Over 160,751 cases remain pending under the Prevention of Women and Children Repression Act with various courts across the country
Although cases of violence against women and children occur daily all across Bangladesh, few of them are reported, and even fewer win the legal battle to bring home justice.
Till January 1 this year, a total of a staggering 160,751 cases, filed under the Prevention of Women and Children Repression Act, remained pending with various courts within the country, according to the Supreme Court.
The trial proceedings in a further 930 cases were put on hold, after the High Court issued stay orders, the Supreme Court data shows.
Every day, hundreds of women and children are denied justice due to the unusually long time it takes to dispose off these cases.
The delayed justice lends impunity to those already accused, and gives encouragement to newer ones, providing no respite on violent crimes committed against women and children, rights groups say.
Tonu, Sima yet to get justice
Although the latest incident of Feni madrasa student Nusrat Jahan Rafi's gruesome murder under the instructions of her sexual harasser sparked controversy, and concern in all quarters, this sort of an incident is nothing new.
Comilla Victoria College student Shohagi Jahan Tonu was raped, and murdered inside the secure confinements of Mainamati Cantonment in Comilla on March 20, 2016. But her family remains hungry for justice as police are yet to complete investigations in the case.
Thousands of cases remain pending for more than five years. According to the Supreme Court, among the total of 67,867 cases filed across the country, from January 1-December 31, 2018, only 36,469 cases have been undergoing trial, alas, for more than five years.
The Supreme Court data shows that 67,857 cases were filed from January 1, 2018 to December 31, 2018 across the country. Of them, 8,483 cases were filed in Dhaka, 12,155 in Chattogram, 6,015 in Cumilla, 3736 in Sirajganj, 2,622 in Habiganj, and 2,334 cases in Rangpur.
A total of 36,469 out of the 67,857 cases are pending for more than five years, including 1,904 cases with nine tribunals in Dhaka, 1,130 in Gazipur, 2,594 in seven tribunals in Chattagram, 1,357 in Cox’s bazar, 1,061 in two tribunals in Noakhali, 1,533 in Nagaon, 2,146 in two tribunals in Sirajganj, 1,800 in Bagerhat, and 2,555 in three tribunals in Rangpur.
Some cases take more than 10 years to get disposed off, and then there are the ones that take 20-25 years.
In 1988, Sima Mohammadi was brutally murdered inside her own house at Jagannath Saha Road in Dhaka by Mohammad Ahmad Amin – who had failed to secure her hand in marriage after her family refused – but 27 years have passed without her case coming to a conclusion.
The trial is still stuck at the Dhaka Jono Nirapotta Tribunal, and police are yet to arrest the sole accused in the case, Amin, who absconded soon after the murder.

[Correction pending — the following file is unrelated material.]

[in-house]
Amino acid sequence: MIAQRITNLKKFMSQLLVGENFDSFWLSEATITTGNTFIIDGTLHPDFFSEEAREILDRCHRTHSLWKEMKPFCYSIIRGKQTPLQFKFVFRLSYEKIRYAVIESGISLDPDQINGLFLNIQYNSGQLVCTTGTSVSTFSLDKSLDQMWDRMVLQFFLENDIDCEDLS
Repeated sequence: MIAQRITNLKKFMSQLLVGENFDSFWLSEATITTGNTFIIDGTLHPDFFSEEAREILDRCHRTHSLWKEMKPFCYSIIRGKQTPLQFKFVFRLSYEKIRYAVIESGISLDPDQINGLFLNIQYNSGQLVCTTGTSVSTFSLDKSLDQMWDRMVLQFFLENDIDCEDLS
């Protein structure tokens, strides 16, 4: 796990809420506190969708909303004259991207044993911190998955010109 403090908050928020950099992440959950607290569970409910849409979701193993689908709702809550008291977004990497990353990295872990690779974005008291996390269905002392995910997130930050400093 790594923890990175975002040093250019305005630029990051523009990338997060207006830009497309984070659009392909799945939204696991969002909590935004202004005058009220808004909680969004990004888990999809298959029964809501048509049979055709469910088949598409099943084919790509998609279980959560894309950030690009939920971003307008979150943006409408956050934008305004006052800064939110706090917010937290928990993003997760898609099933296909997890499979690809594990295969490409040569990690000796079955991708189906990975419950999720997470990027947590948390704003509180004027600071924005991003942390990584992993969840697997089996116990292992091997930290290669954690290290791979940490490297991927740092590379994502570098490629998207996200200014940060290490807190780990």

According to a recent research done by Action Aid Bangladesh, only 3% victims are getting justice in the cases over violence against women. The rest of the 97% remain deprived.
The non-government research organization analyzed 2,800 incidents of violence in 20 districts, and found that every four out of five cases take two years just to get the trial proceedings started in courts.
This culture of delay, and impunity has resulted in a sharp rise of violence on women and children, rights activists say.
Insufficient courts, culture of impunity leading to delays
Mostofa Sohel Ahmed, executive director of Bangladesh Society for the Enforcement of Human Rights (BSEHR), blamed the culture of impunity, political unrest, social degradation, absence of enough cultural activists, lack of values, and spread of technology for the rise in violence against women.
"We have demanded for the formation of a special tribunal for quick disposal of the cases," Sohel said.
Human rights lawyer Advocate Salma Ali told the Dhaka Tribune: "The trial in women and children's violence cases are progressing at a snail's pace, though there is a provision in the law to dispose off these cases within 180 days."
She said, in many cases it was found that the police were wasting time while submitting probe reports, although there is the rule is to submit them within 15 days, if the accused is arrested, or within 30 days if not.
"Those who are seeking justice are getting deprived because of the slow place," Salma said. "And culprits keep getting released from the charges through legal loopholes."
Former Executive Director of Ain O Salish Kendra (Ask), Advocate Sultana Kamal blamed delays in submission of probe reports, the influential status of the accused, negligence of concerned lawyers, and lack of sufficient courts to conduct trials, as the reasons behind the delay in these cases.
She also said, many accused come out on bail through legal loopholes. The culprits also use their influence to cause delays in the trial proceedings.
Sultana urged the government to take initiatives to increase the skills of concerned lawyers, and judges to deal with these cases.
She suggested forming of a special observation cell with the Law Ministry, and the Supreme Court to ensure quick disposal of the cases.
National Human Right Commission (NHRC) Chairman Kazi Reazul Hoque said, the trials in the Women and Children Repression Prevention Tribunals are delayed a lot of times because of the absence of witnesses, and lack of proper investigation into the case.
He also cited the insufficient number of courts in comparison to the population, and the social or political influence of the accused for the delays.
Reazul also asked the government to take special initiatives to dispose of the cases quickly.
"The punishment for the culprits will curb the torture of women and children across the country," he said.